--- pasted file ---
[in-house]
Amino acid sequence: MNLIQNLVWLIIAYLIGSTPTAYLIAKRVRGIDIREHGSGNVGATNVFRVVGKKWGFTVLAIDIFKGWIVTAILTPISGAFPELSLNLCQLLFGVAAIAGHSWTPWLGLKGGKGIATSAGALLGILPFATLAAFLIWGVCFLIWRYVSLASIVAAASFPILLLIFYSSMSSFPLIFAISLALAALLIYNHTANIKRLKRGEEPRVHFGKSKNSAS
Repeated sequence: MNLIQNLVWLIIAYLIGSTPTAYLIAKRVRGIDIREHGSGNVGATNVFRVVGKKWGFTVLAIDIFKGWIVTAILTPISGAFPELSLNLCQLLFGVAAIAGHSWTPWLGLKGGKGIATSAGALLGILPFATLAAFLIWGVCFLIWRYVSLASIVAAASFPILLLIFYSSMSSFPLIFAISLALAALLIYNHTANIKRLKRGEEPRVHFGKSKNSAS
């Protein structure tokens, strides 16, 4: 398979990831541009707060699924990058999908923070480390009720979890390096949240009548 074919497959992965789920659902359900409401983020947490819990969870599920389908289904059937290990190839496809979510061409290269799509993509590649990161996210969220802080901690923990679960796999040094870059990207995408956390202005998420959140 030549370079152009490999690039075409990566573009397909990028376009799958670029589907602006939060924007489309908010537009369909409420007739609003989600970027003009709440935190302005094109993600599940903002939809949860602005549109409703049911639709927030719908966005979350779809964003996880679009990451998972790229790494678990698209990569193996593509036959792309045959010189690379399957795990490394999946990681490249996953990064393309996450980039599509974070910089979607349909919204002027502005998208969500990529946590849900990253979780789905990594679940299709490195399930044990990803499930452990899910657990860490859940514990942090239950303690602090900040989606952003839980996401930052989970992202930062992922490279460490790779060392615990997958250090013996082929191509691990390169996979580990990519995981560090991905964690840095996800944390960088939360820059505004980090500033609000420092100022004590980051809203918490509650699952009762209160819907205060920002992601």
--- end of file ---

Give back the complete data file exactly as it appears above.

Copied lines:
[in-house]
Amino acid sequence: MNLIQNLVWLIIAYLIGSTPTAYLIAKRVRGIDIREHGSGNVGATNVFRVVGKKWGFTVLAIDIFKGWIVTAILTPISGAFPELSLNLCQLLFGVAAIAGHSWTPWLGLKGGKGIATSAGALLGILPFATLAAFLIWGVCFLIWRYVSLASIVAAASFPILLLIFYSSMSSFPLIFAISLALAALLIYNHTANIKRLKRGEEPRVHFGKSKNSAS
Repeated sequence: MNLIQNLVWLIIAYLIGSTPTAYLIAKRVRGIDIREHGSGNVGATNVFRVVGKKWGFTVLAIDIFKGWIVTAILTPISGAFPELSLNLCQLLFGVAAIAGHSWTPWLGLKGGKGIATSAGALLGILPFATLAAFLIWGVCFLIWRYVSLASIVAAASFPILLLIFYSSMSSFPLIFAISLALAALLIYNHTANIKRLKRGEEPRVHFGKSKNSAS
């Protein structure tokens, strides 16, 4: 398979990831541009707060699924990058999908923070480390009720979890390096949240009548 074919497959992965789920659902359900409401983020947490819990969870599920389908289904059937290990190839496809979510061409290269799509993509590649990161996210969220802080901690923990679960796999040094870059990207995408956390202005998420959140 030549370079152009490999690039075409990566573009397909990028376009799958670029589907602006939060924007489309908010537009369909409420007739609003989600970027003009709440935190302005094109993600599940903002939809949860602005549109409703049911639709927030719908966005979350779809964003996880679009990451998972790229790494678990698209990569193996593509036959792309045959010189690379399957795990490394999946990681490249996953990064393309996450980039599509974070910089979607349909919204002027502005998208969500990529946590849900990253979780789905990594679940299709490195399930044990990803499930452990899910657990860490859940514990942090239950303690602090900040989606952003839980996401930052989970992202930062992922490279460490790779060392615990997958250090013996082929191509691990390169996979580990990519995981560090991905964690840095996800944390960088939360820059505004980090500033609000420092100022004590980051809203918490509650699952009762209160819907205060920002992601």